Protesters' roadblocks cleared in Lebanon amid army warnings

Roadblocks cleared in Lebanon as army chiefs slam political inertia
3 min read
10 March, 2021
Two days after the president's call, the army removed road blocks erected by protestors, but warned that soldiers are feeling the strain of the economic crisis.
General Joseph Aoun addressed officers on Monday. [Getty]
Lebanon's army and security forces have removed roadblocks set up by protestors during a week of demonstrations, as signs of fatigue and frustration with the ongoing crisis in the country start to show among the country's military’s ranks. 

Protesters had blocked a number of main roads leading into the capital Beirut, as well as in the northern city of Tripoli and the southern city of Tyre, angered by a collapsing economy and a paralysed government

The national currency has lost 85 percent of its value since the start of the crisis. 

The initial call to reopen roads was made by President Michel Aoun at noon on Monday, after a meeting with top officials, but by the evening, the army had not moved to act, and inaction on their part continued throughout Tuesday. 

However, following a number of accidents, the army made the decision to dismantle the obstacles and clear the roads on Wednesday.

“As a result of the tragic accidents and violations that took place, units of the army started this morning opening closed roads,” the army said in a statement on Twitter. 

Three people were killed on Monday in car accidents related to the roadblocks.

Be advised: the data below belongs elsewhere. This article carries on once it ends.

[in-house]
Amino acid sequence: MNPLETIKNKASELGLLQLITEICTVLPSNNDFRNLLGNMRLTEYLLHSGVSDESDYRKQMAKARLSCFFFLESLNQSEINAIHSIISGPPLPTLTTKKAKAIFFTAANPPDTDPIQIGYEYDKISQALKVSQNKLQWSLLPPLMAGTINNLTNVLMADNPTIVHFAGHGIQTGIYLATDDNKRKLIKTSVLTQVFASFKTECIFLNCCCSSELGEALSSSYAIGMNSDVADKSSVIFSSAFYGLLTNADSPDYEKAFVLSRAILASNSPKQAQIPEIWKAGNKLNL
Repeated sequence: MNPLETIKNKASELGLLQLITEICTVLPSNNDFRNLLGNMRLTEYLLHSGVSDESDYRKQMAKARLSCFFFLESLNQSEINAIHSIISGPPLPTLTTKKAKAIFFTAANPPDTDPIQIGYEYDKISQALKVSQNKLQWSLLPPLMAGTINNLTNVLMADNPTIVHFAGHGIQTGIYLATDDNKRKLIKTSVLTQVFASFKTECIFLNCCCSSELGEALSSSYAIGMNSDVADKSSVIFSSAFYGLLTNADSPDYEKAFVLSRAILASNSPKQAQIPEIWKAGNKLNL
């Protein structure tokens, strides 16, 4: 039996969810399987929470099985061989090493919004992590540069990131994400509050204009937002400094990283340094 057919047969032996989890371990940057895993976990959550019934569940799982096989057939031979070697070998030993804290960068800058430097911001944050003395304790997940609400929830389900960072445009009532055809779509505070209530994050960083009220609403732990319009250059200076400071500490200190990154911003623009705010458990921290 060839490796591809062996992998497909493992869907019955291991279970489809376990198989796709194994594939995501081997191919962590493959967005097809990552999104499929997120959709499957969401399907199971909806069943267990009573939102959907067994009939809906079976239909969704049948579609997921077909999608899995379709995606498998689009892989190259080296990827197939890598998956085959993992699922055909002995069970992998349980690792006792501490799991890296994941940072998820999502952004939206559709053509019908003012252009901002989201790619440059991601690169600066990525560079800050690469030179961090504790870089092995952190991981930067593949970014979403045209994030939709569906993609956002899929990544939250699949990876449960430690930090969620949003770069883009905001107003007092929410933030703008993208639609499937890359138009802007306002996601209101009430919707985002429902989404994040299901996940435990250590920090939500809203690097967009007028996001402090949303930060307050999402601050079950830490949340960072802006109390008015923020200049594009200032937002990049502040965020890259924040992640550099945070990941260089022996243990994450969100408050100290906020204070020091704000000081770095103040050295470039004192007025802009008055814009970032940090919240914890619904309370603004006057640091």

As the president held a meeting with officials on Monday, army chief General Joseph Aoun also held a meeting on Monday with military commanders, where he lambasted the political elite for their handling of the current crisis. 

“The officer also is suffering and is hungry, to the officials I say, where are you going? What are you waiting for? What are you planning to do?” asked Gen. Aoun in a statement. 

The speech was one of the first instances of a senior military figure openly criticising the ruling political elite since the start of the crisis in 2019. 

“The fragmentation of the army means the end of the entity, this is impossible to let happen. The army is holding together and the experience of ‘75 will not be repeated,” said Gen. Aoun, asserting that they army must not be split along sectarian lines, as happened when civil war broke out in 1975. 

Read more: Impact Lebanon: How a former WhatsApp group evolved into leading the global appeal for Beirut

Seemingly in response to the general’s speech, parliament announced today that they would meet on Friday to discuss an urgent draft law to compensate security forces for the increased cost of living.

Amid bickering among the political elites, Gen. Aoun may yet emerge as potential national leader, with the term of the current president set to come to an end in 2022. 

Aoun is viewed as an effective leader of the Lebanese army by foreign allies and either viewed favourably or at least tolerated by a majority of the political elites in the country. 

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